This evening (Thursday, September 28) councillors will be debating and voting on Woking Borough Council’s financial strategy. This plan is the council’s next step towards balancing the books for next year’s budget.

Despite inheriting an awful financial situation, the Lib Dems and I running the council have rescued Woking’s budget enough that we will be able to meet the council’s statutory obligations, protect vulnerable people and maintain core essential services.

However, services the government classes as discretionary are at real risk. If the council is to keep delivering and supporting these services past April next year, it needs to make these services ‘self-funding’ through higher charges and making efficiencies.

I know these discretionary services are really important to people. A fortnight ago, I criticised Woking’s MP and the government for not protecting more services by refusing to extend the scope of statutory services. The national decision about what is classed as discretionary, coupled with Woking’s dire finances, means tough decisions are inevitable.

From Monday, the council will start consulting on a range of changes to services. The council is having to consider things that none of us have ever wanted to ever consider – that’s how bad the situation facing Woking is.

I know how financially tough things are, and with my council colleagues I am ready to make difficult decisions – but I have a huge problem with the prospect of closing the Pool in the Park. I’m arguing the council needs to leave no stone unturned in trying to find a solution that does not close Woking’s main swimming pool.  

We need to explore ways to keep the pool open, whether that is through higher charges, a different operating model or community-based ownership.

I will do all I can to keep this jewel in Woking’s crown but I am aware the pool is an ageing building and local people need to know that keeping the pool open will mean a need for further investment in the next few years.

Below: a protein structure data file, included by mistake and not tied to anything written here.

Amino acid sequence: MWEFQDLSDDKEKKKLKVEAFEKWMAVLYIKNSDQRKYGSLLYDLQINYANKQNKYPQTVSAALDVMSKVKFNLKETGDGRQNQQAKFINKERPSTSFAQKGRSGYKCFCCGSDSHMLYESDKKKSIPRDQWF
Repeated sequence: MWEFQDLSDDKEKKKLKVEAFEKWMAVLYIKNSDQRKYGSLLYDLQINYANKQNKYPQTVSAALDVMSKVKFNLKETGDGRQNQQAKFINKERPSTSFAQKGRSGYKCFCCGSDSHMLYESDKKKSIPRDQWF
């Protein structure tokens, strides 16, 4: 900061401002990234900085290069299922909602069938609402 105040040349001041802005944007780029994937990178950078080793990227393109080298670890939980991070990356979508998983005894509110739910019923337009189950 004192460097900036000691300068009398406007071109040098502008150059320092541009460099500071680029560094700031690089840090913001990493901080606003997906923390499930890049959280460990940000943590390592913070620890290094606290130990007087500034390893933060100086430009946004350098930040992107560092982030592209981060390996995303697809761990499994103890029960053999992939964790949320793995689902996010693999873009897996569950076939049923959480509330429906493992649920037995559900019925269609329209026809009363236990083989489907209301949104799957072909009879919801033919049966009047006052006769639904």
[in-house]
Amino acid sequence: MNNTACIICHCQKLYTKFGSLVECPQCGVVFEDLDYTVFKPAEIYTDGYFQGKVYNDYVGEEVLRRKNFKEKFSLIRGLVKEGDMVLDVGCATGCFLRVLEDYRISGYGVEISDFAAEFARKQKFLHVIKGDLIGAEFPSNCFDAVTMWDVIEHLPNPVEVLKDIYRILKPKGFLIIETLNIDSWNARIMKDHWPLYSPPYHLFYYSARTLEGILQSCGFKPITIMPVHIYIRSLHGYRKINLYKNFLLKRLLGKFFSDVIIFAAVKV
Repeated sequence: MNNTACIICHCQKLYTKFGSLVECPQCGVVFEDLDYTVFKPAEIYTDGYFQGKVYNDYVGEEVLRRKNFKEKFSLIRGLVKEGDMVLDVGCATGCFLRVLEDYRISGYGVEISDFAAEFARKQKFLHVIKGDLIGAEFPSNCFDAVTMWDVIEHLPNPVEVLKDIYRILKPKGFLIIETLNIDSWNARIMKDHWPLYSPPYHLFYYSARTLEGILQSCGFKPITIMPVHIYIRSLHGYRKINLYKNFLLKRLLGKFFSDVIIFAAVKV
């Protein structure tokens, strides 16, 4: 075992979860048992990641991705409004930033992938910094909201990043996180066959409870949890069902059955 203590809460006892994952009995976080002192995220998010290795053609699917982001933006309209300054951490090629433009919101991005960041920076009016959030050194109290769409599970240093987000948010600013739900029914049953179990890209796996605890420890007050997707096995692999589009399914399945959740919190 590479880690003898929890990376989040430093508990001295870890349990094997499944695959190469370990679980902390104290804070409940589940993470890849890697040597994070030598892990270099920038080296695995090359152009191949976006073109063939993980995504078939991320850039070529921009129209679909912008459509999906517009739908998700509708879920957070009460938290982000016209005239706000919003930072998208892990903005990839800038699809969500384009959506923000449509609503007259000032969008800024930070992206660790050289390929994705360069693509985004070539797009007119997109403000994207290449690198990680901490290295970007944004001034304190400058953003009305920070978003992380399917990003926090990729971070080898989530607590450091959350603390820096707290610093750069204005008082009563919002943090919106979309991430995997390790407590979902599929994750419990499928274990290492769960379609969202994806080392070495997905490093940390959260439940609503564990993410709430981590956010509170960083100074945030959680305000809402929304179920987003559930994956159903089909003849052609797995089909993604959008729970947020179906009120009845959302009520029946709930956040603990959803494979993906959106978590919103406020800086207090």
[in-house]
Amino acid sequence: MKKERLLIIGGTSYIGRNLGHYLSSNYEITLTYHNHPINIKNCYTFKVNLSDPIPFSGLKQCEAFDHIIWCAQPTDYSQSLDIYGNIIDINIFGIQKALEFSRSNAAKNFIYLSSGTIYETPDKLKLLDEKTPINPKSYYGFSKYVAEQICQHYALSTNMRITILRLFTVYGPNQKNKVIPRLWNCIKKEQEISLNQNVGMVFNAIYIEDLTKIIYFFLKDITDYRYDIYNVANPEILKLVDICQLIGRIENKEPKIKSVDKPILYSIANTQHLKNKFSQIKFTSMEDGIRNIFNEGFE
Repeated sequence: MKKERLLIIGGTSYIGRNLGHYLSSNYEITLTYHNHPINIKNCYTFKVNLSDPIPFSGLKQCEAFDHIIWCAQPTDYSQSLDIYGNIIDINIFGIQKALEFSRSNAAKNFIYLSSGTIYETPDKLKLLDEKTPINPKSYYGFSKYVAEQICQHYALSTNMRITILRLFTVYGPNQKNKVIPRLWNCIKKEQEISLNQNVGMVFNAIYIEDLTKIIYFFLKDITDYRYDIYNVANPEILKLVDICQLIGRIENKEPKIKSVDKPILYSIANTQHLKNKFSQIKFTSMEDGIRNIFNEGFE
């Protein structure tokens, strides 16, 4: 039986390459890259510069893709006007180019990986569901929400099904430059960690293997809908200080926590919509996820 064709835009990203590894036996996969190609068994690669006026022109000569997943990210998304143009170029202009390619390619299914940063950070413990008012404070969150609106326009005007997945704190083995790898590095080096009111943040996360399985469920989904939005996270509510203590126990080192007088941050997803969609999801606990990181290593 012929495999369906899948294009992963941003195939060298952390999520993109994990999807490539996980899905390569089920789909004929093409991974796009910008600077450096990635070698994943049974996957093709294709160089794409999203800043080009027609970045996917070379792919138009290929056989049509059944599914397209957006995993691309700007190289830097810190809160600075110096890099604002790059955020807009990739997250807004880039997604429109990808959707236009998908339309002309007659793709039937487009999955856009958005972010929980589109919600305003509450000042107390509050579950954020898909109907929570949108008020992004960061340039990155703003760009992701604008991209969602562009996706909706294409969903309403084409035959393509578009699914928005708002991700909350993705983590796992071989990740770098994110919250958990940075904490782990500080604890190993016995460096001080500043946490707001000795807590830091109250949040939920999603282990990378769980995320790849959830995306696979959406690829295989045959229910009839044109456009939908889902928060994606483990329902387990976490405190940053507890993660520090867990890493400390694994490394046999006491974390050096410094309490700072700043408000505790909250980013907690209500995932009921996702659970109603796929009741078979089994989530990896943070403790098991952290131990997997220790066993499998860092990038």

The other topic I want to write about today is the news that both the council and government have recently decided to stop the Victoria Arch widening scheme.

This was a controversial scheme we inherited from the previous Conservative administration that we have locally been reviewing for some time, but the council has now decided to draw a line in the sand on this project and stop it completely.

The original plans were at least £53 million over budget, involved a three-year closure of the road under and around the bridge, create a dual carriageway (contrary to our climate-change commitments) and would put the aggregate yard access road via a residential road. So there is a lot to be pleased about that this scheme is no more.

The council has tried to create a sensible plan that didn’t involve a lot of money or a big road closure. Despite lots of discussions with the government and two plans submitted for approval, the government does not want Woking starting on another project.

That leaves us in Woking stuck with an eyesore of the Triangle just south of Victoria Arch.  

This is sadly a stark example of the incompetence of the former council: they started demolishing some of the Triangle before having a plan in place and owning all of the properties in the area.